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Character in the Classroom

by Elaine Rogers 

When it comes to teaching children values and strong character traits, most people agree that parents are their kids' first and most important educators. But schools continue to play an important role, says Bernice Lerner, director of the Center for Advancement of Ethics and Character (CAEC) at Boston University's School of Education. The center has developed programs and publications, and trained school teachers in character education.


Character lessons have historically been built into our education system. Currently, 10 states mandate character education in their public schools, while another seven states have passed legislation encouraging it, according to the Washington, D.C.-based advocacy group, Character Education Partnership (CEP).


That doesn't mean that educators are doing an effective job, however. Character education in the schools has its share of critics.


Arthur Dobrin, a humanities professor and author of Teaching Right From Wrong, believes that many of the nation's public schools are not teaching good character traits effectively because the lessons often don't carry on beyond the classroom.


"No matter how much positive dialog occurs in class, kids will take bigger [negative] lessons from a teacher or administrator who doesn't treat them with respect," Dobrin says. "And there's also the question of what the school culture celebrates. Is the lobby full of rewards for organizations that do good works in the community or of trophies for athletics?"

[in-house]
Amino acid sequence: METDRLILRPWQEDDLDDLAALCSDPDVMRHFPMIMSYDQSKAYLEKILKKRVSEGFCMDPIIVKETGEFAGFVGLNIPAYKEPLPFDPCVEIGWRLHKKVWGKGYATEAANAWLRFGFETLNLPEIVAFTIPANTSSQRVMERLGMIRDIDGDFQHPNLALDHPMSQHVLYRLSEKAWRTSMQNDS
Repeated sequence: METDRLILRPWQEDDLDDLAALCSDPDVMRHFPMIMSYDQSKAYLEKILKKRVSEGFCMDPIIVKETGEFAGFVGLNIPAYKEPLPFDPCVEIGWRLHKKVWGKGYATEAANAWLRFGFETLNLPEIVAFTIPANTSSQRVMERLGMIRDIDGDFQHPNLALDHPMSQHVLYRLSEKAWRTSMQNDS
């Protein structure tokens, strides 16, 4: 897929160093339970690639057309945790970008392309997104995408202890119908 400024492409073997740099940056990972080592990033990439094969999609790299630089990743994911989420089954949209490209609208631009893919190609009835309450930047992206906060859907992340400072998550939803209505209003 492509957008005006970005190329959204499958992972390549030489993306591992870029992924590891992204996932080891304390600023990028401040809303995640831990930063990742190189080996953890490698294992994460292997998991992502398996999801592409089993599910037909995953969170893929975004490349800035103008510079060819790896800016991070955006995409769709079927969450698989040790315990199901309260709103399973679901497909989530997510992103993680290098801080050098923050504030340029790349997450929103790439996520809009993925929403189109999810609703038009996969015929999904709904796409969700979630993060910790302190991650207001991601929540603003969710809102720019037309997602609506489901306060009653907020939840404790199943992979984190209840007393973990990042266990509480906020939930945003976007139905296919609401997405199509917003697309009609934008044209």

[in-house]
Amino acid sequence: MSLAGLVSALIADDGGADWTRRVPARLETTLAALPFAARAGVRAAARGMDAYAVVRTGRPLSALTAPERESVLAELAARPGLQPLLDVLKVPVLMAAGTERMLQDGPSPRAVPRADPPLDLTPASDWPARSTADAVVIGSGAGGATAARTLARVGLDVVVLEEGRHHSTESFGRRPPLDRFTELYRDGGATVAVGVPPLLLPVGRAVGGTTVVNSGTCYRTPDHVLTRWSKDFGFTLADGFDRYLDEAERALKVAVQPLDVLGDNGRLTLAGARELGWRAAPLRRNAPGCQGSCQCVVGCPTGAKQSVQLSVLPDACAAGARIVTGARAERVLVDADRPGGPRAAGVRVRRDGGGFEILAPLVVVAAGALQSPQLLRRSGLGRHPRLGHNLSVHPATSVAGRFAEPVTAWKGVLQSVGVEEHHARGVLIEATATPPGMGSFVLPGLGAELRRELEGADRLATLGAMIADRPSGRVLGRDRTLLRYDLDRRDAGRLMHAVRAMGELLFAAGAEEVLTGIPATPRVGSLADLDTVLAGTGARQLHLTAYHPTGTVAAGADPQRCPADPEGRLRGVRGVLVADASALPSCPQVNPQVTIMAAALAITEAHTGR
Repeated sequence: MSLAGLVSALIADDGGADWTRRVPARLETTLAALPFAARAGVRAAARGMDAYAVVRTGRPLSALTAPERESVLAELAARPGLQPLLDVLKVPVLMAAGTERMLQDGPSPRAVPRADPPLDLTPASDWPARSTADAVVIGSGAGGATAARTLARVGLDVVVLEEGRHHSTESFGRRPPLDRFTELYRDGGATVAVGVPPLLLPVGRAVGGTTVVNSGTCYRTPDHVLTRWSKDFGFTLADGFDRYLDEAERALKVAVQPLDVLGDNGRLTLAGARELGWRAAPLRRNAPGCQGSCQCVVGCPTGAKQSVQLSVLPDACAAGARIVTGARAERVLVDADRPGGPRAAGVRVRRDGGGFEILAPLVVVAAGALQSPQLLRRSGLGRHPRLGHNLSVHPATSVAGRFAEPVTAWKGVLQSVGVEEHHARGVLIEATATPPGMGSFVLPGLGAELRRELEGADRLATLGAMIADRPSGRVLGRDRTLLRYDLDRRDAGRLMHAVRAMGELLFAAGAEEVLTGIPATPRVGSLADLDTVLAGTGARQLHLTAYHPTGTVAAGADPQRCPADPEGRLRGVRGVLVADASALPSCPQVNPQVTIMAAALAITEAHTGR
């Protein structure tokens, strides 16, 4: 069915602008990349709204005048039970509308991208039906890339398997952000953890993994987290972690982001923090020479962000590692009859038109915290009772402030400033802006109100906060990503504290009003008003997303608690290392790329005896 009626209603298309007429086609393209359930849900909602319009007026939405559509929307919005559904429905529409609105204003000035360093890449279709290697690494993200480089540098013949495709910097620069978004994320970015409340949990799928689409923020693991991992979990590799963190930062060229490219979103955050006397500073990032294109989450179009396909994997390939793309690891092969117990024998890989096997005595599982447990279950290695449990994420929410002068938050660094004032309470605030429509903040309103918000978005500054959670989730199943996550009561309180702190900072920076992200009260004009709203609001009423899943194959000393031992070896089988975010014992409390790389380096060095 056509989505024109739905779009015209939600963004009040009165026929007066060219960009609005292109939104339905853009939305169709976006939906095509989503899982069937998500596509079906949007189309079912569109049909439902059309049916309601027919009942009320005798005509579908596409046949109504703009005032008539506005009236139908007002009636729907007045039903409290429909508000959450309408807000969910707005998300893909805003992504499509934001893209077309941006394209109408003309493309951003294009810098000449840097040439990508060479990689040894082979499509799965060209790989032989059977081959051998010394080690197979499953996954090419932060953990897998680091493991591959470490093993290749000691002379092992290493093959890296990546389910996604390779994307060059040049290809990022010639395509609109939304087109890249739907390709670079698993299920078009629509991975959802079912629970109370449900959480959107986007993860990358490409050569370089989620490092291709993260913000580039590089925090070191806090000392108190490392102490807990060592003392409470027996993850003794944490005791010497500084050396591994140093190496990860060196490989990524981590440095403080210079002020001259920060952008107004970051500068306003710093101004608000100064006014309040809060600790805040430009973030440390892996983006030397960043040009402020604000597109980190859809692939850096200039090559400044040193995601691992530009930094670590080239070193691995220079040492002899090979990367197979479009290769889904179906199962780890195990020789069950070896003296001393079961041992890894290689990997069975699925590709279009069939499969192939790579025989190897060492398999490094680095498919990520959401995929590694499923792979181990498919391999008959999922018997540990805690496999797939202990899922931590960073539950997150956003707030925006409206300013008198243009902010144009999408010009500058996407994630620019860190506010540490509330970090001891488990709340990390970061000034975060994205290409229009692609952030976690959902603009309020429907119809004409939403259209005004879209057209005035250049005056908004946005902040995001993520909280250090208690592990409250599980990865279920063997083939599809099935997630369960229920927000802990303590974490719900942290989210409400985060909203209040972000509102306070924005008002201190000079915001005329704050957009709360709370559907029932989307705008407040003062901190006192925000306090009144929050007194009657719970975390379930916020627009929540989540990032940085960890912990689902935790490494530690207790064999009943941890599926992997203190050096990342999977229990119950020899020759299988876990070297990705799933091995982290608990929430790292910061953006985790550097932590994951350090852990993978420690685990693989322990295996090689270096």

Merle Schwartz, CEP's director of education and research, agrees. The CEP promotes character education that is infused throughout the school day - not solely in a classroom lecture, but carried over into the cafeteria, school hallways and on the playground.


"It's not about having just one teacher who is the character curriculum expert or one class that addresses it," he says. "A school that just talks about it on face value - that's the worst thing. You've got to walk the walk, not just talk the talk, because kids are smart and they know when it's just words."


This "systemic approach" is the only way to help young people become responsible and engaged citizens, Schwartz says.




The Josephson Institute's youth education initiative, Character Counts, also follows this premise, says Julie Dwyer, the program's national director. Character Counts covers six "pillars of character"- trustworthiness, respect, responsibility, fairness, caring and citizenship - and all are designed to be woven into what a school or community is already doing, rather than implicitly taught, she says.




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